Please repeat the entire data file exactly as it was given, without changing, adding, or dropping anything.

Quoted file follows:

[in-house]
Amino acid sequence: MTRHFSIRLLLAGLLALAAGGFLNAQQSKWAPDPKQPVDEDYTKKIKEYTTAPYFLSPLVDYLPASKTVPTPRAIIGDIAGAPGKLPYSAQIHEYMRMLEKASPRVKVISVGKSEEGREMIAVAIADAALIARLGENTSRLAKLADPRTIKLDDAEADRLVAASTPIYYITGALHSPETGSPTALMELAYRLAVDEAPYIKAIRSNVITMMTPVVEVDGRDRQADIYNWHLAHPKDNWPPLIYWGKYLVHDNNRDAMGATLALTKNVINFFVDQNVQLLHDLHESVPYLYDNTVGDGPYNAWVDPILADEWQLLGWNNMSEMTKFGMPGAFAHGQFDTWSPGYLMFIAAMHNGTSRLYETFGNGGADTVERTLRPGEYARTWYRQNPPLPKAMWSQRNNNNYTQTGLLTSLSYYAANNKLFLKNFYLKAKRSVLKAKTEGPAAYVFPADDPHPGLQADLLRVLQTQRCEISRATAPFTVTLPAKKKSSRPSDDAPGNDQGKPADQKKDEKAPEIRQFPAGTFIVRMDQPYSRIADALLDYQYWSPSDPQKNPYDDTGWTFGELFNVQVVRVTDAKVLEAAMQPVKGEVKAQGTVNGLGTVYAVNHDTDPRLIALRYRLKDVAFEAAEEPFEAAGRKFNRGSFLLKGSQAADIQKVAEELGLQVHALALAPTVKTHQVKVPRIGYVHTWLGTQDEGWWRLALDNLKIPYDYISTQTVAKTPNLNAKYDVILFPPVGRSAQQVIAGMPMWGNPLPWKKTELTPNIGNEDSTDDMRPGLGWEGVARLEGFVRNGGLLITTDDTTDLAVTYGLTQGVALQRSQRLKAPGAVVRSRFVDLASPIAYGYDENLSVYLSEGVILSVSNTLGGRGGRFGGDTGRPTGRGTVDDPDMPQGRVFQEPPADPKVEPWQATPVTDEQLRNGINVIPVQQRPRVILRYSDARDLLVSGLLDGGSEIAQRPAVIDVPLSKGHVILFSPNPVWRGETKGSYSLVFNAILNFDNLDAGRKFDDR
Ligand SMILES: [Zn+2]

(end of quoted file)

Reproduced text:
[in-house]
Amino acid sequence: MTRHFSIRLLLAGLLALAAGGFLNAQQSKWAPDPKQPVDEDYTKKIKEYTTAPYFLSPLVDYLPASKTVPTPRAIIGDIAGAPGKLPYSAQIHEYMRMLEKASPRVKVISVGKSEEGREMIAVAIADAALIARLGENTSRLAKLADPRTIKLDDAEADRLVAASTPIYYITGALHSPETGSPTALMELAYRLAVDEAPYIKAIRSNVITMMTPVVEVDGRDRQADIYNWHLAHPKDNWPPLIYWGKYLVHDNNRDAMGATLALTKNVINFFVDQNVQLLHDLHESVPYLYDNTVGDGPYNAWVDPILADEWQLLGWNNMSEMTKFGMPGAFAHGQFDTWSPGYLMFIAAMHNGTSRLYETFGNGGADTVERTLRPGEYARTWYRQNPPLPKAMWSQRNNNNYTQTGLLTSLSYYAANNKLFLKNFYLKAKRSVLKAKTEGPAAYVFPADDPHPGLQADLLRVLQTQRCEISRATAPFTVTLPAKKKSSRPSDDAPGNDQGKPADQKKDEKAPEIRQFPAGTFIVRMDQPYSRIADALLDYQYWSPSDPQKNPYDDTGWTFGELFNVQVVRVTDAKVLEAAMQPVKGEVKAQGTVNGLGTVYAVNHDTDPRLIALRYRLKDVAFEAAEEPFEAAGRKFNRGSFLLKGSQAADIQKVAEELGLQVHALALAPTVKTHQVKVPRIGYVHTWLGTQDEGWWRLALDNLKIPYDYISTQTVAKTPNLNAKYDVILFPPVGRSAQQVIAGMPMWGNPLPWKKTELTPNIGNEDSTDDMRPGLGWEGVARLEGFVRNGGLLITTDDTTDLAVTYGLTQGVALQRSQRLKAPGAVVRSRFVDLASPIAYGYDENLSVYLSEGVILSVSNTLGGRGGRFGGDTGRPTGRGTVDDPDMPQGRVFQEPPADPKVEPWQATPVTDEQLRNGINVIPVQQRPRVILRYSDARDLLVSGLLDGGSEIAQRPAVIDVPLSKGHVILFSPNPVWRGETKGSYSLVFNAILNFDNLDAGRKFDDR
Ligand SMILES: [Zn+2]